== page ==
He was sentenced to 15 months’ direct imprisonment as a result of the contempt charge. His application for rescission was heard by the same court last Monday when judgment was reserved.

Regarding the Arms Deal trial, Zuma is accused of receiving 791 payments, totalling R4.1-million, between 1995 and 2004 from his former financial/economic adviser Schabir Shaik and Shaik’s companies, to help Thales (accused number two) secure lucrative defence contracts from the government as part of the country’s multibillion-rand 1999 armaments deal.

 Downer was part of the original team that secured Shaik’s conviction in 2005.

 Zuma faces one count of racketeering, two counts of corruption, one count of money laundering and 12 counts of fraud. 

Thales is facing one count of racketeering, two counts of corruption and one count of money laundering.

 Zuma has pleaded not guilty to all charges. DM


Comments - Please in order to comment.

  • Nick Griffon says:

    Dali Mpofu’s arguments are absolutely absurd. He should be dealt with a personal cost order for wasting the court’s time and then one could also begin to argue a case of “defeating the ends of justice” if they continue with their shenanigans.

    • Gerrie Pretorius Pretorius says:

      That would only happen in Lalaland Nick, never here in the (Banana) Republic of (anc) SA.

      • Bradley Harber says:

        That is an unfair comment. The courts have in a number of recent high profile cases involving questionable conduct displayed by a litigant been very quick to register their discontent through punitive costs orders and scathing judgments (see for example a number of the matters involving the public protector). Tainting the judiciary with this overused, tired and annoying ‘banana republic’ rhetoric is frankly a lazy, ignorant cheap shot, demonstrating either an inability or refusal to recognise that the courts are neither beholden to the whims of the ANC or any political party nor should they be assessed on anything other than their conduct (independently of any assessment of the government’s performance). I challenge you to come up with one example which substantiates your comment.

        Criticising the courts based purely on your view of the ANC – and in a dismissive, somewhat patronising tone as thought your view is one which is generally accepted to be correct – is misguided at best. Sadly, this appears to be the trend. One would have thought that anyone who cares for the country would want to be absolutely sure that any negativity they disseminate is both constructive and justified, otherwise what good does it do?

    • SAM VAN WYK says:

      The problem is that a white judge was assigned to the case, he has to tread very carefully, and this plays into the hands of the Zuma camp. Assigning a white judge to such racially charged case is ridiculous!

      • Bradley Harber says:

        It is remarkable that such a short comment can contain so many alarming statements. Of course it would have been longer if you had thought to substantiate any of them (or perhaps shorter or non-existent once you realised that nothing you say is defensible). Why is the race of a judge of any relevance, generally speaking? Why must he ‘tread carefully’? Why would a non-white judge be able to be less cautious? I am also interested in what makes you say this is a ‘racially charged case’. I think you are projecting your own insecurities and biases onto the judge while at the same time attacking his integrity. The ‘problem’ is not what you believe it to be, it is your assumption (as a generalisation) that in certain circumstances a judge’s impartiality and integrity is capable of being called into question solely due to the colour of their skin.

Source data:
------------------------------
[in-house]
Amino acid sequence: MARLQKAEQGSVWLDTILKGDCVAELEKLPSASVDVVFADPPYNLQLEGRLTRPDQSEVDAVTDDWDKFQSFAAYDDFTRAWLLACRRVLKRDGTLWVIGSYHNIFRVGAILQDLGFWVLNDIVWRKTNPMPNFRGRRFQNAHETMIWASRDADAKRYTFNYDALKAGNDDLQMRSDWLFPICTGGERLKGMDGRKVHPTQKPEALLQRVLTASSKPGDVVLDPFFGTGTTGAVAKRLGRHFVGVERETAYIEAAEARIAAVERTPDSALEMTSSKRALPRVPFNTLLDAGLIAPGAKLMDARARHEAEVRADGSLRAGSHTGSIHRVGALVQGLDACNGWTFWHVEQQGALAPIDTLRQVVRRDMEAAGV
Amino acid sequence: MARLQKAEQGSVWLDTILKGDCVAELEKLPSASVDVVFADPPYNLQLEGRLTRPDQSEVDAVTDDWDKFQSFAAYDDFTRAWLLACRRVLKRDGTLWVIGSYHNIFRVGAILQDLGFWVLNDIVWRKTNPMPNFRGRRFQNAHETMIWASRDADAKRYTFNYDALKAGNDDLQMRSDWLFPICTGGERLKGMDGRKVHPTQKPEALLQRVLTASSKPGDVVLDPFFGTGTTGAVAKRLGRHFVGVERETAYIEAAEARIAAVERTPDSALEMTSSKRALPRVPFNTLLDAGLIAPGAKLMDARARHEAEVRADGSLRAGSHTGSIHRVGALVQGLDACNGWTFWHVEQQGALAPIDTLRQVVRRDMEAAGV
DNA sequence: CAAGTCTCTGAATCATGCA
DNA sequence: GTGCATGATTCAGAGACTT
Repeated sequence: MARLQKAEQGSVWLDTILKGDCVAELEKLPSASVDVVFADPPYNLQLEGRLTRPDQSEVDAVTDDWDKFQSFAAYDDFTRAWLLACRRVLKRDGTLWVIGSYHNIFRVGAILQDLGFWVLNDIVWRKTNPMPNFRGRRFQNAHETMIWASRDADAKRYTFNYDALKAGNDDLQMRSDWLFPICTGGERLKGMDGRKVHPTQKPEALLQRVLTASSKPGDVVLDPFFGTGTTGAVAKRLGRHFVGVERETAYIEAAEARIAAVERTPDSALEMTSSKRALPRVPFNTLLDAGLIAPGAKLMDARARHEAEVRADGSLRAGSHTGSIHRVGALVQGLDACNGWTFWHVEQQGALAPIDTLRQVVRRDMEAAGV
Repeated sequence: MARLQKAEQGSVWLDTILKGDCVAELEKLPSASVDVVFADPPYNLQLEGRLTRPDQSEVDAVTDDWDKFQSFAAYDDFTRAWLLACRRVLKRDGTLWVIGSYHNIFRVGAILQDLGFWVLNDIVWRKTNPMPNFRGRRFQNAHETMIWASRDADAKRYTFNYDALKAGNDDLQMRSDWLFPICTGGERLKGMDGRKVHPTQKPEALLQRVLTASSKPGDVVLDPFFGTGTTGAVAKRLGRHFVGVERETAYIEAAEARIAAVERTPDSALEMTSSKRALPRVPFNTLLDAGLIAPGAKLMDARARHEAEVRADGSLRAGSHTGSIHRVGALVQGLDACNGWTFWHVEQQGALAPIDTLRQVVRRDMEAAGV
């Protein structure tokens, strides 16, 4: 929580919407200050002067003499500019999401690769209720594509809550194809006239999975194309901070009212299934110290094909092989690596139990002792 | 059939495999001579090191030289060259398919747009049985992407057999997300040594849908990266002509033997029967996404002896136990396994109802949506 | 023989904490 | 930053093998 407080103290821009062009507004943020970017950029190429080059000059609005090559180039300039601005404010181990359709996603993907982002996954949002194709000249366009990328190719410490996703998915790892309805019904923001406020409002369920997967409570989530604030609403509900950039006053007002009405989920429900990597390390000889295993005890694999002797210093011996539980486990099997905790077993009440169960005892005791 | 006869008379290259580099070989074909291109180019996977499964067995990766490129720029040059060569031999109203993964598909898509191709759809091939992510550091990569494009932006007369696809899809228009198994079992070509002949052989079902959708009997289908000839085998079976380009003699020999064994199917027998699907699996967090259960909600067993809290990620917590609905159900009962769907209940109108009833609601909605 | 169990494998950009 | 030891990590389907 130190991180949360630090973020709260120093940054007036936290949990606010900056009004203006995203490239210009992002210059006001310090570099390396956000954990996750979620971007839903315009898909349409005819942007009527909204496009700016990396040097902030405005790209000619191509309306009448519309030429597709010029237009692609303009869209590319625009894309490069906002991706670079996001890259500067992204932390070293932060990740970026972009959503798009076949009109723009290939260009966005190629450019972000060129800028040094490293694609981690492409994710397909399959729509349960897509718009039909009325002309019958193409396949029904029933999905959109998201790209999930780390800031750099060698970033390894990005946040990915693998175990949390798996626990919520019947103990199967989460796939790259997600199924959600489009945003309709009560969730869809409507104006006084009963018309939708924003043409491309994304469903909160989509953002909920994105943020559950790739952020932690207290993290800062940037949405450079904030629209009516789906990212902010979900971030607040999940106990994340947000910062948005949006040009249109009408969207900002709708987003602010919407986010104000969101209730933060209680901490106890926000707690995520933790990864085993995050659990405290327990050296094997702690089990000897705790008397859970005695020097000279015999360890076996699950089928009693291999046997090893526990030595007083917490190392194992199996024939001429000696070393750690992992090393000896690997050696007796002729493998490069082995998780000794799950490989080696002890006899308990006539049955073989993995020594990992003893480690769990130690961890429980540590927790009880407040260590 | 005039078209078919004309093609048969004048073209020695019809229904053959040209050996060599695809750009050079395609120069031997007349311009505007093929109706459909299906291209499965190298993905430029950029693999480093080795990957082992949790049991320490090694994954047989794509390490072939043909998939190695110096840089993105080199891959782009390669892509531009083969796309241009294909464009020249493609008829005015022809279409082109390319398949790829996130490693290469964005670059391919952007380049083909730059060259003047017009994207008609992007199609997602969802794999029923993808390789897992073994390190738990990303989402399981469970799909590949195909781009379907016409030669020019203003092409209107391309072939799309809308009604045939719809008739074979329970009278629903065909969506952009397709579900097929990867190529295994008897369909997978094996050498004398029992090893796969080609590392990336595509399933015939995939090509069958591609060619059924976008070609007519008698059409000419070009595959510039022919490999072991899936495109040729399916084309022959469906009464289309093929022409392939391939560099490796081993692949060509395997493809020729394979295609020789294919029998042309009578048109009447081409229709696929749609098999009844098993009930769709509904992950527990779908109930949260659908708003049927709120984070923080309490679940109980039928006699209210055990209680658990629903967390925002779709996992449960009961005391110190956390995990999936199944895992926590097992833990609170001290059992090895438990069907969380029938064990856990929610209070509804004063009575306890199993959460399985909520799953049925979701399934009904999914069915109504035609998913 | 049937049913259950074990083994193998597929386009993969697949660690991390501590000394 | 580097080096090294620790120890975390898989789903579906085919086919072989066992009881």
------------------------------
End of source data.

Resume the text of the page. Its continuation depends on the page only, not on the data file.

• Johan Buys says:


  • Coen Gous says:

    A White judge overseeing this trial. He has no chance whatsoever, and will simply have to go along with this continuous farce. It won’t stop, and the State Capture cases have not even started yet. Zuma will remain “King of the Zuly’s, King of the ANC, and King of the country”.

  • John Gosling says:

    This is where the firm stand of the judiciary starts to come into question. The reasons for requesting this postponement are so absurd that I thought the judge would simply proceed and dismiss the request – instead he conceded! Very troubling. What on earth guarantees that Zuma will be able to appear in person at the next hearing – he OUGHT to still be in prison! Am I missing some important aspect of the case here?

  • Derek Hebbert says:

    Another postponement giving Zuma and his team time to scheme up another delaying tactic.
    More tax payers money wasted.

  • Chris Green says:

    A Luta Continua !!! If I had suggested this even just 2 weeks ago, this DM community would correctly have laughed it off as the ravings of a ….. However, the “IRREVELANCE Quotient” of Zuma, his sons / family has started to gain significance, his slide into ignominy is gathering momentum and, if we can get the media to STOP giving them a platform through which to perpetuate their “story”, the speed of both will increase to the advantage of every real South African.